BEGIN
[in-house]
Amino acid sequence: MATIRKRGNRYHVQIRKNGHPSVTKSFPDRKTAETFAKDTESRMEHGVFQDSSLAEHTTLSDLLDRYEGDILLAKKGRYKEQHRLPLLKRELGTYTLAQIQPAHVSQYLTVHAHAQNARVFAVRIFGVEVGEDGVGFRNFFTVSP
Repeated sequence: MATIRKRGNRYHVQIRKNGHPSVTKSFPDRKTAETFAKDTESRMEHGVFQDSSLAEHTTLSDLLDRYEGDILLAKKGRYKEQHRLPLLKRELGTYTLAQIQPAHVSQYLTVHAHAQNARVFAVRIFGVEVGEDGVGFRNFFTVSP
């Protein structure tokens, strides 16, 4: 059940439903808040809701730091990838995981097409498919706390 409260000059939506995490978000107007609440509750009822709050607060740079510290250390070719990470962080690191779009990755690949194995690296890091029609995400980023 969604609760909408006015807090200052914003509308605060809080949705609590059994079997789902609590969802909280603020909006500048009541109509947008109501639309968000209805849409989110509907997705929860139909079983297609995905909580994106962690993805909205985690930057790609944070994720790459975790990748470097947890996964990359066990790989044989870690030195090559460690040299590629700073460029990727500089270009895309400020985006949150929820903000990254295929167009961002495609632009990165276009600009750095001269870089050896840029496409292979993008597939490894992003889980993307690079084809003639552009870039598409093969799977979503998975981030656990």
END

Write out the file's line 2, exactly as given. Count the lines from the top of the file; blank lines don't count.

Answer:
Amino acid sequence: MATIRKRGNRYHVQIRKNGHPSVTKSFPDRKTAETFAKDTESRMEHGVFQDSSLAEHTTLSDLLDRYEGDILLAKKGRYKEQHRLPLLKRELGTYTLAQIQPAHVSQYLTVHAHAQNARVFAVRIFGVEVGEDGVGFRNFFTVSP